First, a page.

❤❤❤❤❤ out of ❤❤❤❤❤

Abby Reads: Milk and Honey by Rupi Kaur

Milk and Honey by Rupi Kaur
Andrews McMeel Publishing, 2015, 208 pages
Poetry

Rupi Kaur’s collection of poems is truly a collection for women who don’t like poetry. And that is to say, the book is for everyone, but especially and even for women who don’t like poetry. The movement of poems throughout the book showcases a sort-of narrative that might be any woman’s narrative, making the unspoken spoken. Once you’ve read Milk and Honey, you know not only that you’ve joined a very special community, but that a community has been there all along, seemingly existing only in the mist and in-between. For this, alone, Kaur’s work should be lauded, but truly, there’s more (and don’t even get me started on that gorgeous cover — there’s a reason it’s all of Instagram).

Each poem in the collection features short lines with simple language, making the work as a whole accessible. Yet Kaur’s incredible skill with syntax and precise vocabulary lends the collection an impact I’ve rarely seen in one poem, let alone a full set. Some poems are also accompanied by a simple illustration. These are done by Kaur and complement the text of the book with a matching raw starkness.

With topics ranging from love to abuse to living in a patriarchal society to self-love, one of Kaur’s most powerful moves is that she shows that there is strength in pain. We often hear phrases like, “Real men cry,” which we take to mean that it takes strength to have and show emotion. That concept had never really become concrete for me until I read Milk and Honey, however. Kaur, or her narrator, unashamedly feels things and puts those feelings into words and poetry that reaches out and says, “I’ve been there, too. Let’s feel it together,” in a way.

This togetherness is stilted in one aspect, however. With Kaur’s nearly-clear narrative with a neat beginning, middle, and end, her story is somewhat less relatable that it might have been in a less structured design. The straight narrative reinforces the idea that this is of a particular character, who, regardless of their reality, is a single person. With the focus on the one, it is slightly more difficult to expand to the all.

Men who encounter Milk and Honey with an open mind will probably walk away from it with a much greater understanding of what, for many, many women, womanhood is. Kaur sums up the minute and ambiguous beautifully, accurately, succinctly, and exactly. What so many women for the duration of womanhood have been trying to say (and only a few have done successfully) is here in these few pages. Even if you “hate” or “don’t get” poetry, give Kaur’s work a try — you won’t regret it.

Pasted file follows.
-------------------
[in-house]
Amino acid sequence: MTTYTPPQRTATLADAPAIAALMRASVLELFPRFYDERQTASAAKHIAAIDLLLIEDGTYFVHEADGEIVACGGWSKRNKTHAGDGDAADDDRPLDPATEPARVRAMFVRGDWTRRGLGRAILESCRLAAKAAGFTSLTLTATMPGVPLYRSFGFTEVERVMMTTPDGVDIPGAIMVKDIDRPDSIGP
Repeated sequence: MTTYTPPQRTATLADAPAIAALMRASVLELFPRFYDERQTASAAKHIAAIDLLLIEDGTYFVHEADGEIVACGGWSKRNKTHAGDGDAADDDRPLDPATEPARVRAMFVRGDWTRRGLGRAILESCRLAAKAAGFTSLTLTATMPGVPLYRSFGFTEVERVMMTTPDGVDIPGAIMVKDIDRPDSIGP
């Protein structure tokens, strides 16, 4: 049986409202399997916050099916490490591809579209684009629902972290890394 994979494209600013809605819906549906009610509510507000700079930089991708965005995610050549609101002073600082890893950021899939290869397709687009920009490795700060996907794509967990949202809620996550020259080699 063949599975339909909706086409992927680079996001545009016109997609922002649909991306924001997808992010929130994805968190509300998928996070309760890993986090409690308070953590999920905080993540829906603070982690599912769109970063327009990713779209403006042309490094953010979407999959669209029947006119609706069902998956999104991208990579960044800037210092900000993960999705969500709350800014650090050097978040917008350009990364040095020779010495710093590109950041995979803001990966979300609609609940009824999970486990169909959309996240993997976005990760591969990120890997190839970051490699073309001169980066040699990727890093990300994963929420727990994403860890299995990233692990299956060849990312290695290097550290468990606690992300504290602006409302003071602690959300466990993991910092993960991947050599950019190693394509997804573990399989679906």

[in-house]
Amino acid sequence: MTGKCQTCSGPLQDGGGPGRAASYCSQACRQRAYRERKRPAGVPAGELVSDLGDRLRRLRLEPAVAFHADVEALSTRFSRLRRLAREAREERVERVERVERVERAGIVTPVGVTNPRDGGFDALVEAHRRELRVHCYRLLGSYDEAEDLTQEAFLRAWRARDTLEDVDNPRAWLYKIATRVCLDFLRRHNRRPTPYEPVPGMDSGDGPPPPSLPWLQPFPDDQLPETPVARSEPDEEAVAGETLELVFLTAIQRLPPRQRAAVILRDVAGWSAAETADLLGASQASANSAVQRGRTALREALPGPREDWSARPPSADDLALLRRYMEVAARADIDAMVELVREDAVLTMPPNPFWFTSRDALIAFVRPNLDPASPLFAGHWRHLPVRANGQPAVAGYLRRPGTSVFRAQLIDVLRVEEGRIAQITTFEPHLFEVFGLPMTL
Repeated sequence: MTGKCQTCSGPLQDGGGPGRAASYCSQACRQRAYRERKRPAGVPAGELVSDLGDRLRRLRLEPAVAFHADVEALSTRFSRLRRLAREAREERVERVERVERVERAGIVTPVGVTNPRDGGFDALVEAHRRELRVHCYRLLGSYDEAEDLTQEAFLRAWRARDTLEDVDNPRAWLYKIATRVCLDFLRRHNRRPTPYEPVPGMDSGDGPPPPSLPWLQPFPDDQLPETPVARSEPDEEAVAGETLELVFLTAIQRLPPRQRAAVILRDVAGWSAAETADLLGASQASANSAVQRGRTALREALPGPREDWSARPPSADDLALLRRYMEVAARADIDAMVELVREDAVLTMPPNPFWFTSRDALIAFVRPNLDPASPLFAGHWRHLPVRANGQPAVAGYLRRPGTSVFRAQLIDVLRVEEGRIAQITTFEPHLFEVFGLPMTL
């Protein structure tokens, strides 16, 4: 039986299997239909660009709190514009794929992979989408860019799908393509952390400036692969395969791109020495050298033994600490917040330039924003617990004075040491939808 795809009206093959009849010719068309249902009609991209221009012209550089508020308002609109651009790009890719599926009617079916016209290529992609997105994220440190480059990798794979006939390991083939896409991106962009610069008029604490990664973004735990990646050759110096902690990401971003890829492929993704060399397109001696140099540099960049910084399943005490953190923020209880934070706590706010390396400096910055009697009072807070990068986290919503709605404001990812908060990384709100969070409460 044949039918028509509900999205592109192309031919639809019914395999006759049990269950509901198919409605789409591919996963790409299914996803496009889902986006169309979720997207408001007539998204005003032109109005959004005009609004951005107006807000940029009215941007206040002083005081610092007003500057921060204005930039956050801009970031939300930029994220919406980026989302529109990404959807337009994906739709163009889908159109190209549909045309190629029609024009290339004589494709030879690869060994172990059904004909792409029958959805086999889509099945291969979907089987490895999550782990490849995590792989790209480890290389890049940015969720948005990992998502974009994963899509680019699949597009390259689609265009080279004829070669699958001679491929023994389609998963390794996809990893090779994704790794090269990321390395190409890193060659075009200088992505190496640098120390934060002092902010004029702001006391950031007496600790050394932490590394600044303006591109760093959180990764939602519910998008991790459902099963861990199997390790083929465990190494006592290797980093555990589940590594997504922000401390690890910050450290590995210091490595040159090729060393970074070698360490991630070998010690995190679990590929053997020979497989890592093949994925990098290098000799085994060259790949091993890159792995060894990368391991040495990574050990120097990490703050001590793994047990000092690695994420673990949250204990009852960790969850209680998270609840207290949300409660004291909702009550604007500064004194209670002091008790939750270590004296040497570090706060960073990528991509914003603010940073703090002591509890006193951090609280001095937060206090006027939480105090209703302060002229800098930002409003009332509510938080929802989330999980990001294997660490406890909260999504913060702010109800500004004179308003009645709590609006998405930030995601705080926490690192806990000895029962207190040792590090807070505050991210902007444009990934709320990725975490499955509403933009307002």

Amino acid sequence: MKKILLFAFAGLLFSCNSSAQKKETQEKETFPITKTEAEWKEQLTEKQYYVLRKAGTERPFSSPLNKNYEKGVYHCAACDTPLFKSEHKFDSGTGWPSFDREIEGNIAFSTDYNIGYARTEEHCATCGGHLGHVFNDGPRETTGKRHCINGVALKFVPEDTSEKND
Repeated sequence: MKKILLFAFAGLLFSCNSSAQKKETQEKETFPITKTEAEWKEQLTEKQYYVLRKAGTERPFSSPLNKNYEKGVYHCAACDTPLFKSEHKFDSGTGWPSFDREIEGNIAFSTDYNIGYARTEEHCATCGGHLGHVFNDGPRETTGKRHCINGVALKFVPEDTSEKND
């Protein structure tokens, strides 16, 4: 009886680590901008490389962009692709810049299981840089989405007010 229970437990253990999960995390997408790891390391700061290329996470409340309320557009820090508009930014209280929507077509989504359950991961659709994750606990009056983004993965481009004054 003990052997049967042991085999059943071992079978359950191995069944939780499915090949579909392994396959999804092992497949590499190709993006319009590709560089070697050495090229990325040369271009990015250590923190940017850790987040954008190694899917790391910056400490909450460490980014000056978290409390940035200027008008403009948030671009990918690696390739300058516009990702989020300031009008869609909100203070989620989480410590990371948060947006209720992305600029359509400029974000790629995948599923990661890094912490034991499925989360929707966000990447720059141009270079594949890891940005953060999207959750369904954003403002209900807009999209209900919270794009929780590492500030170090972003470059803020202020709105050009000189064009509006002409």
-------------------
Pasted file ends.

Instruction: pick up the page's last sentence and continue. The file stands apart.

❤❤❤❤❤ out of ❤❤❤❤❤

Abby Reads: Pilgrim at Tinker Creek by Annie Dillard

Pilgrim at Tinker Creek by Annie Dillard
HarperCollins, 2007, 290 pages
Nonfiction

I vaguely remember being introduced to Annie Dillard in my tenth grade English class. Long after having forgotten her – and Dylan Thomas, who I read around the same time and often wondered was being confused with Dillard (Dylan, Dillard, it was all the same to me) – and her story about snowballs and being one of the boys, I sent in my acceptance form to Hollins University which was, little did I know, Dillard’s alma mater. I walked the same paths as she, sat in the same classrooms, even shared a teacher or two. I have yet, sadly, to become the sensation she has been, but I hold out hope. But I’m digressing.tumblr_nxofghFTcT1qe4vfco1_1280

I finally got around to reading Dillard’s best known work, Pilgrim at Tinker Creek this past fall. While I had felt guilty about not having read it as a student at Hollins, reading it post-Hollins was probably for the best. Pilgrim’s look at Roanoke, Virginia, though its focus generally sits outside of the Hollins’ campus walls, made me feel as if I was visiting home again. Dillard’s grip on exploring her surroundings in every sensory permutation possible brings the environment to life.

I also want to admit that I went into Pilgrim expecting to dislike it. Also in high school, I’d been introduced to Thoreau and Emerson. Despite the pair’s ties to Louisa May Alcott (who I love), I hadn’t been impressed. In fact, the magnified look at ants one of them described – to be honest, I can’t remember which of the two existentialists wrote about the ants, I hated them both so much at the time – bored me to death. I expected Pilgrim to be much the same, as it had been advertised. The guilt pulled me into it, however, and since I was determined to read collections of essays throughout November, I couldn’t think of a better time to get it over with.